Abstract ABSTRACT: BACKGROUND: Treatment efficacy of physical agents in osteoarthritis of the knee (OAK) pain has been largely unknown, and this systematic review was aimed at assessing their short-term efficacies for pain relief. Aims and methods: Systematic review with meta-analysis of efficacy within 1-4 weeks and 5-12 weeks. RESULTS: 36 randomised placebo-controlled trials (RCTs) were identified with 2434 patients where 1391 patients received active treatment. 33 trials satisfied three or more out of five methodological criteria (Jadad scale). The patient sample had a mean age of 65.1 years and mean baseline pain of 62.9 mm on a 100 mm visual analogue scale (VAS). Within 4 weeks of the commencement of treatment manual acupuncture, static magnets and ultrasound therapies did not offer statistically significant short-term pain relief over placebo. Pulsed electromagnetic fields offered a small reduction in pain of 6.9 mm [95% CI: 2.2 to 11.6] (n=487). Transcutaneous electrical nerve stimulation (TENS, including interferential currents), electro-acupuncture (EA) and low level laser therapy (LLLT) offered clinically relevant pain relieving effects of 18.8 mm [95% CI: 9.6 to 28.1] (n=414), 21.9 mm [95% CI: 17.3 to 26.5] (n=73) and 17.7 mm[95% CI: 8.1 to 27.3] (n=343) on VAS respectively versus placebo control. In a subgroup analysis of trials with assumed optimal doses, short-term efficacy increased to 22.2 mm [95% CI: 18.1 to 26.3] for TENS, and 24.2 mm [95% CI: 17.3 to 31.3] for LLLT on VAS. Follow-up data up to 12 weeks were sparse, but positive effects seemed to persist for at least 4 weeks after the course of LLLT, EA and TENS treatment was stopped. CONCLUSION: TENS, EA and LLLT administered with optimal doses in an intensive 2-4 week treatment regimen, seem to offer clinically relevant short-term pain relief for OAK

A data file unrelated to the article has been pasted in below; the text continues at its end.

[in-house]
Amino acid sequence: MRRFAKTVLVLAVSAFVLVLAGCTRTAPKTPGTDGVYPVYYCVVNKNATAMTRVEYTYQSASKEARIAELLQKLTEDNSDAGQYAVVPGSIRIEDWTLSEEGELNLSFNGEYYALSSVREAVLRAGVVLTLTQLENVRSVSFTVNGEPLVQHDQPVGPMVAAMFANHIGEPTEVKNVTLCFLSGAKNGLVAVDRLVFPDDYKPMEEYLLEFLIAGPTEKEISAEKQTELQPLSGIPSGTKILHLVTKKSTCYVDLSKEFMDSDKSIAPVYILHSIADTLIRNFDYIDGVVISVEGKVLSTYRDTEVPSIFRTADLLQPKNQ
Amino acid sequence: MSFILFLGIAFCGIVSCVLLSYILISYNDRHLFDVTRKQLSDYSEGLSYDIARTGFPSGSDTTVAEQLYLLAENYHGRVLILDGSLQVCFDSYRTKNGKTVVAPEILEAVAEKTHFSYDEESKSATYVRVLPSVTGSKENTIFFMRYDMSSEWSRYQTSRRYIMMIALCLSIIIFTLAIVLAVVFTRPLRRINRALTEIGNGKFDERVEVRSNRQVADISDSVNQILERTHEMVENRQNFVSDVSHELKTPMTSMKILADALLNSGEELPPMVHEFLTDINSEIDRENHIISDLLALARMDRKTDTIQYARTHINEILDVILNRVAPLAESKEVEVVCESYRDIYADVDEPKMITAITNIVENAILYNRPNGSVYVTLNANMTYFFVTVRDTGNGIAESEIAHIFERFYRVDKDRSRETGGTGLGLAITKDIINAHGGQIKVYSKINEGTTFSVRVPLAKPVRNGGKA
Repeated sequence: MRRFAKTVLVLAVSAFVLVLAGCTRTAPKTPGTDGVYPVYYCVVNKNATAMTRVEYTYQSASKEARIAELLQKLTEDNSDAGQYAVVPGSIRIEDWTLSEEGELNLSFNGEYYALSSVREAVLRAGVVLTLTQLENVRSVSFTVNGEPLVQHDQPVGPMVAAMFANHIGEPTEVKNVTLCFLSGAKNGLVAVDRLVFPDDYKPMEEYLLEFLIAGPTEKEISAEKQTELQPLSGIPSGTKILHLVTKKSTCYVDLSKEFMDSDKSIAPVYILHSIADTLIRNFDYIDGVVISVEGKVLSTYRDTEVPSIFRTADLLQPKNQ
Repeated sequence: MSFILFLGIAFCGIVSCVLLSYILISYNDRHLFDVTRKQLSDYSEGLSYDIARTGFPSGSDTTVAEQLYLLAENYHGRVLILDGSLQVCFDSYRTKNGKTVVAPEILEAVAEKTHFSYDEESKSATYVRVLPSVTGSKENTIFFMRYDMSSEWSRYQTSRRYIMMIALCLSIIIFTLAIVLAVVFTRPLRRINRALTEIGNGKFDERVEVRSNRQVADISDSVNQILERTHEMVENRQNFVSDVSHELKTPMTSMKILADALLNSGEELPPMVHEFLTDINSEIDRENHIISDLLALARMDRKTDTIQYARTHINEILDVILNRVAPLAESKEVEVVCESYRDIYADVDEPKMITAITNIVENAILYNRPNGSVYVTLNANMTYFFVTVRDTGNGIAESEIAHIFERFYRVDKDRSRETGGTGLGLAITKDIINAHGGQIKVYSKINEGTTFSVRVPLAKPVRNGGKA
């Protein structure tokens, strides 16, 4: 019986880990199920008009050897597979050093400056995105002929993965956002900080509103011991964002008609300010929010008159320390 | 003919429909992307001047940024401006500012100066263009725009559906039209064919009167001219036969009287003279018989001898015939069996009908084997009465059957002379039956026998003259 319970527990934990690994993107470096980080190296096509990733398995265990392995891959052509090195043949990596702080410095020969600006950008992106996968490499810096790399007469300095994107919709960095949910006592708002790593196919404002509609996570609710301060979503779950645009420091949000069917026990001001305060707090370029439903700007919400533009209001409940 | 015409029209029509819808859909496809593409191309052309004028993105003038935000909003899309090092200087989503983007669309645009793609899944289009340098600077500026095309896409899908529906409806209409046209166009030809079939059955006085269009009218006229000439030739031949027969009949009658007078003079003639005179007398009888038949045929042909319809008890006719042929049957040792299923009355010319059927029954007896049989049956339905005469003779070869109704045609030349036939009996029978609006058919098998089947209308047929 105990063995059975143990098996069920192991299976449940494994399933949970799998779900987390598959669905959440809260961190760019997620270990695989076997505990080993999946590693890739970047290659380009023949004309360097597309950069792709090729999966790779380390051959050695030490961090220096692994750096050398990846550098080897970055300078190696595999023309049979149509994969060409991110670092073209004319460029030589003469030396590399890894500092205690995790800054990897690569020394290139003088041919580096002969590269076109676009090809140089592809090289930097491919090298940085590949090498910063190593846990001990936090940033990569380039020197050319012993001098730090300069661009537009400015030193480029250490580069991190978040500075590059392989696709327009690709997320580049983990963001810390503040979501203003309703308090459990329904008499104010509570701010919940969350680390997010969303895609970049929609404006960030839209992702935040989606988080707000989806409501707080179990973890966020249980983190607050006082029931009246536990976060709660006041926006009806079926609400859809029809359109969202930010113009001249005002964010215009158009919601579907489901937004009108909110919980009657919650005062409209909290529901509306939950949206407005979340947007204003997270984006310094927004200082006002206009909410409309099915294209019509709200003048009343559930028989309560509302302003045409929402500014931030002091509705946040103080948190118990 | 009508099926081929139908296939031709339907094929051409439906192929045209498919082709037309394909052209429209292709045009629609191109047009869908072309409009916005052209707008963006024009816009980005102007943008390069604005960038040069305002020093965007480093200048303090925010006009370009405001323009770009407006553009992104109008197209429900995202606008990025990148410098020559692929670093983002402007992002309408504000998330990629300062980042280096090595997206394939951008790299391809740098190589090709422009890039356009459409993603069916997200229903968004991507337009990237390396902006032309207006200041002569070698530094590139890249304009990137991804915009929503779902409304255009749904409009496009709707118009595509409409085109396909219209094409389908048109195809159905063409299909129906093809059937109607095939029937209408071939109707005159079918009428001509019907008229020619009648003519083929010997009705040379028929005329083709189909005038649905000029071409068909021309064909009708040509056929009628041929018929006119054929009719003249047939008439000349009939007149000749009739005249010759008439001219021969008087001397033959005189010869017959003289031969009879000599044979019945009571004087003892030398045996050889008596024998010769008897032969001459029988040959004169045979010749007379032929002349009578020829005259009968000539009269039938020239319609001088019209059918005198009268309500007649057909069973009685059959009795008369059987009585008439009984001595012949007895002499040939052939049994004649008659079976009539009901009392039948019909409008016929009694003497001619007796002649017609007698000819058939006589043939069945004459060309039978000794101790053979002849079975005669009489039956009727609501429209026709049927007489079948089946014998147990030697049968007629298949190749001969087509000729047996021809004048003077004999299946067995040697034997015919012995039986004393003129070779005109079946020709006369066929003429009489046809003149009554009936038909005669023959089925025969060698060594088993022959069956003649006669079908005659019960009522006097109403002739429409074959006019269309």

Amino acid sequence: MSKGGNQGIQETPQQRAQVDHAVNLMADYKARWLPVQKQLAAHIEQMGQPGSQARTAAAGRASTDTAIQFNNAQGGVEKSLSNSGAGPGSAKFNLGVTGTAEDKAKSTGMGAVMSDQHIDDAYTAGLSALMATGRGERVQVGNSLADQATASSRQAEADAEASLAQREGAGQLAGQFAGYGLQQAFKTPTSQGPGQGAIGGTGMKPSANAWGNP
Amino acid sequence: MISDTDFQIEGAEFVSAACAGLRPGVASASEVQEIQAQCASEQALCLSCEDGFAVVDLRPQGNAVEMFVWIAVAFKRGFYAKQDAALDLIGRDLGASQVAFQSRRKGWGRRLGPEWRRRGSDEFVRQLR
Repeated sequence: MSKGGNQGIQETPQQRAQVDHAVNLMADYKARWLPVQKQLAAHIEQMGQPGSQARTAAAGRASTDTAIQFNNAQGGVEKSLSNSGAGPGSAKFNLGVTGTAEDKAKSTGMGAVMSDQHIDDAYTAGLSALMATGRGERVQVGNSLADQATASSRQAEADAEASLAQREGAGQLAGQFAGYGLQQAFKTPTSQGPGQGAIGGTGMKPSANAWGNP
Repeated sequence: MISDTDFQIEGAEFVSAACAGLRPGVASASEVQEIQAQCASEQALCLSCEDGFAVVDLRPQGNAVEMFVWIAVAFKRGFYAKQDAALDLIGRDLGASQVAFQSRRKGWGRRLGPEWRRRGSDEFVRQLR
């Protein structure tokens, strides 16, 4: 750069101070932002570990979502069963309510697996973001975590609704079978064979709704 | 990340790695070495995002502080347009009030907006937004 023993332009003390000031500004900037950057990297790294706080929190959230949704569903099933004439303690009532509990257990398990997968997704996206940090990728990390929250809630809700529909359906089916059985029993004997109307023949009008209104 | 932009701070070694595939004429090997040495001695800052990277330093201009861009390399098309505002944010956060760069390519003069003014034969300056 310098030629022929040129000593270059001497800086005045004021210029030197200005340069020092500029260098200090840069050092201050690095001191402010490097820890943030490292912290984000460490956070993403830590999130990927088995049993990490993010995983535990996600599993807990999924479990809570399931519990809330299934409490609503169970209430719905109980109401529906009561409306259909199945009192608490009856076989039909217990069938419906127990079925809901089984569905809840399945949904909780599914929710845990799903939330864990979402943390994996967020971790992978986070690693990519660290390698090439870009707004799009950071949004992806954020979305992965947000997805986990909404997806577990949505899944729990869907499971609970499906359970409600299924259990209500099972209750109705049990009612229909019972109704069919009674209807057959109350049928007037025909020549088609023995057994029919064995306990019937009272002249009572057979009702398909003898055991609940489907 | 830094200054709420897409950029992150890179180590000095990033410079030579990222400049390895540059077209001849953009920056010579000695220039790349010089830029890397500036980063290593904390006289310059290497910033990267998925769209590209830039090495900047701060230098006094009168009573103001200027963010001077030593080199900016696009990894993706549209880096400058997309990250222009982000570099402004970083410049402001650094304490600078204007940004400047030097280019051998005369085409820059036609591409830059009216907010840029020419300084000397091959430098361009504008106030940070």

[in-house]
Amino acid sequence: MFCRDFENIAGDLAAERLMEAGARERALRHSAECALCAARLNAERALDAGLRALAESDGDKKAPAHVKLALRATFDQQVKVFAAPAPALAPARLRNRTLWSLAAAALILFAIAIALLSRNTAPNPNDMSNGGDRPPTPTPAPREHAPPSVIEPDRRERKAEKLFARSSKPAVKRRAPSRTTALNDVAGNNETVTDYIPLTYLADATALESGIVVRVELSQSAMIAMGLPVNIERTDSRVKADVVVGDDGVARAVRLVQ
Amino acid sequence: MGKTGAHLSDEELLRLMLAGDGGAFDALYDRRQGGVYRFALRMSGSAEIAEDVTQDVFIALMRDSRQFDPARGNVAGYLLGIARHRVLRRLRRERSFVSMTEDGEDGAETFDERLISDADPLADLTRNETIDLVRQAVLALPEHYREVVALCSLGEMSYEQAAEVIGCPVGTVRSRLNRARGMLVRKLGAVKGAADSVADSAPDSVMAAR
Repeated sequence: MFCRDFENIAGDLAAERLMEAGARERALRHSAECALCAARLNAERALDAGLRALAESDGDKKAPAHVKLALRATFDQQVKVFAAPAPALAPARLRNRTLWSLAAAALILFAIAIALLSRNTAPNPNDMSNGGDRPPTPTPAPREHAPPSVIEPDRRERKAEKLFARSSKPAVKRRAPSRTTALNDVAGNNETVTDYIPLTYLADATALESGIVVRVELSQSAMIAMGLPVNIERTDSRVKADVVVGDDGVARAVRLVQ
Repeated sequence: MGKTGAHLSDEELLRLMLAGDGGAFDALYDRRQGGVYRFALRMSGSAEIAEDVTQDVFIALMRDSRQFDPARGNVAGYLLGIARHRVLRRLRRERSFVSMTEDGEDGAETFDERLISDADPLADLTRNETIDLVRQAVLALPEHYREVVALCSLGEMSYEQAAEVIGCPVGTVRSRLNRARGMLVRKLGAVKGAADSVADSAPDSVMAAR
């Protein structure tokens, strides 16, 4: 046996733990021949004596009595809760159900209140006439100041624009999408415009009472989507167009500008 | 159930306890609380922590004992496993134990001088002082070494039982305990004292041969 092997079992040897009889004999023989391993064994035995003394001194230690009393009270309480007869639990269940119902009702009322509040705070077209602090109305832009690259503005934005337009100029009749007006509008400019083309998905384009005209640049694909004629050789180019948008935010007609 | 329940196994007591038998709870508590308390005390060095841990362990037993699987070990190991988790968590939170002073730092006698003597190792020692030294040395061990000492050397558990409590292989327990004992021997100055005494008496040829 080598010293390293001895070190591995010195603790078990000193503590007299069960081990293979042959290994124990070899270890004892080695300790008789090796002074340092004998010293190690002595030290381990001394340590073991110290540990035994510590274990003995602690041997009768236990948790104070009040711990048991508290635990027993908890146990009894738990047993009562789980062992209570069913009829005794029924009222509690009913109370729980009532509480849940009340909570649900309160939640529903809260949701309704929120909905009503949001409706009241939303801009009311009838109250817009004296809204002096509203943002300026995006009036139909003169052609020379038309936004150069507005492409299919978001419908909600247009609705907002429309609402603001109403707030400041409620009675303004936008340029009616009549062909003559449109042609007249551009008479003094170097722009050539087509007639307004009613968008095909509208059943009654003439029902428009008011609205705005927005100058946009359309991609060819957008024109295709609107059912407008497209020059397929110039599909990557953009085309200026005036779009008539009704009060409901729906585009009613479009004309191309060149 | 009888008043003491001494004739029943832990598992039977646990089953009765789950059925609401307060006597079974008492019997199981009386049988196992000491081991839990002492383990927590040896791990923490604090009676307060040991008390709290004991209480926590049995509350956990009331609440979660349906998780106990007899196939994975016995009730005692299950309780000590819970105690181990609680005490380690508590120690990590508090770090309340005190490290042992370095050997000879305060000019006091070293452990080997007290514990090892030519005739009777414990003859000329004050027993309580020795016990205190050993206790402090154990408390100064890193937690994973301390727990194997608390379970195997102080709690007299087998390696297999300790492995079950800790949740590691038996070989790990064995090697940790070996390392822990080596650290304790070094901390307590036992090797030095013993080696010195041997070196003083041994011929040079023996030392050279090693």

Address  
  Publisher
  Language Number of Treatments  
  Treatment Follow-up N/A Frequency N/A Number of Participants  
  Time in Treatment N/A Condition Osteoarthritis,Knee
  Disease Category Arthritis OCSI Score  
  Notes Approved (up) no  
  Call Number Serial 76  
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Author Black, S.; Carey, E.; Webber, A.; Neish, N.; Gilbert, R. url  openurl
  Title Determining the efficacy of auricular acupuncture for reducing anxiety in patients withdrawing from psychoactive drugs Type of Study RCT
  Year 2011 Publication Journal of substance abuse treatment Abbreviated Journal J Subst Abuse Treat  
  Volume Issue Pages -  
  Keywords AcuTrials; RCT; Mental Disorders; Anxiety; Substance-Related Disorders; Acu + Usual Care Versus > 1 Control; Auricular Acupuncture; NADA Protocol Acupuncture Style; Group Acupuncture Style; Fixed Acupuncture Protocol; Restricted Modalities, Acupuncture Only; Sham Control; Penetrating Sham; Standard Needling Depth; Sham Acupoint Control; Usual Care Control, Unspecified